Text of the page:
Anyone who has spent time in France is impressed by the ceremony that surrounds the growing, marketing for, cooking and sharing of food. The French excel at enjoying the moment. For them food, family, and friends are considered three of the essential pleasures of life, all meant to be savored. Enjoying a meal s l o w l y is a good step.
France is the world’s second biggest agricultural producer of comestibles after the United States. While the United States typically exports 36 billion pounds of produce, France exports 22 billion pounds from land that’s fifteen times smaller. And France accounts for 18 % of European agricultural production, ahead of Italy and Spain.
Until recently, the southwest countryside of France, where I live, has been cut off from major roads and train service for decades. As a result culinary traditions have been largely maintained even in the face of a declining population and fast-food influences from the West. What is most dear to me about this largely undiscovered corner of the hexagon is that is it acceptable to eat and drink richly every day. Good food, carefully prepared with first-rate ingredients is not a luxury, but a daily priority.
There are more than 10,000 farmers’ markets in France, many of which have been around for centuries and are an integral part of French culture. Weekly markets are held regularly in most villages and towns on specific days of the week with Saturdays and Sundays being the most popular. They are a place where locals come to socialize, catch up on gossip, and shop for their daily needs.
Commerce stops between noon and twelve-thirty, and doesn’t begin again until two-thirty or three o’clock. Everyone pauses for lunch.The roads appear deserted. Gathered round the table whether at home or at a restaurant usually takes between one and a half to two and a half hours.
Modern French cooking draws inspiration from the many concepts French chefs have developed and presented over centuries. As early as the 13th century the French court grasped that its influence throughout the world was partly through gastronomy. Francois Pierre La Varenne published the first French cookbook in 1651 titled Le Cuisinier François. The French Revolution in 1789 further helped to spread the study of cooking, since it shattered the occupational restrictions established by the government. The French invest time in preparing their food, typically from scratch, making meals the highlight of the day.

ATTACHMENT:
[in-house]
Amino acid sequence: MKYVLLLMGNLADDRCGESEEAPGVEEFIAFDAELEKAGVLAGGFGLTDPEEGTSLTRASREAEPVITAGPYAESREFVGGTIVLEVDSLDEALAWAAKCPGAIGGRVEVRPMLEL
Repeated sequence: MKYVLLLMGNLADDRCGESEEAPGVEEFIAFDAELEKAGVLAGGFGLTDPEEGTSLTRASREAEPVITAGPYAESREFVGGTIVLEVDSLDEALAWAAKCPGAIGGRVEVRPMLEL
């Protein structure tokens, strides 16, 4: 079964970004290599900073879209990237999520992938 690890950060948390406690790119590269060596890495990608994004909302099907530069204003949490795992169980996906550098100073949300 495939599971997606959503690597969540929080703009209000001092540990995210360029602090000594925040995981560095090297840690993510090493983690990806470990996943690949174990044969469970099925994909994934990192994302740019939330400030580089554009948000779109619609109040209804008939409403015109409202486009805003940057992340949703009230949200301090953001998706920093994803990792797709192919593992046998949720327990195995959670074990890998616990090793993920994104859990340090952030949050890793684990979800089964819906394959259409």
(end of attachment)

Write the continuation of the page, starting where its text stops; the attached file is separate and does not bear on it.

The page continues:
Dinner service in French restaurants is deliberately slower. There’s plenty of time to have a drink and peruse the menu. After ordering there will be a pause between each course. Lingering at the end of a meal is encouraged. It is a moment of conviviality where everyone feels good and relaxed, and sometimes even asleep. Nodding off after such a long meal is not uncommon. The first meal my husband and I went to in a French friend’s house lasted four and a half hours. My husband feel asleep after midnight, his chin resting on his chest.
In France cuisine is all about sharing. To the French, cooking is not a detached process of transforming food, it’s an extension of the land itself. Sharing food becomes an almost holy communion. Many stores are closed on Sundays, especially in small villages. It is a tradition in France allowing everyone the opportunity to have a leisurely lunch en famille.
Enjoying food slowly with family, friends or colleagues is not only proven to inspire more happiness, but also to improve one’s well-being and to help us live longer. The benefits of slow eating includes better digestion, better hydration, and most importantly, better relationships. Eighty percent of the time the French spend à table is with other people.
In 2010, UNESCO declared French gastronomic meals a part of the Intangible Cultural Heritage of Humanity, officially highlighting the importance of French rituals at the table for the world.
“[t]he gastronomic meal should respect a fixed structure, commencing with an apéritif (drinks before the meal) and ending with liqueurs, containing in between at least four successive courses, namely a starter, fish and/or meat with vegetables, cheese and dessert. […] The gastronomic meal draws circles of family and friends closer together and, more generally, strengthens social ties.”
| Sue Aran lives in the Gers department of southwest France. She is the owner of French Country Adventures, which provides private, personally-guided, small-group, slow travel tours into Gascony, the Pays Basque, Provence and beyond. She writes a monthly blog about her life in France and is a contributor to Bonjour Paris and France Today magazines.|
Slow Travel Tours is an affiliation of small-group tour operators who offer personalized trips in Italy, France, England and other European countries.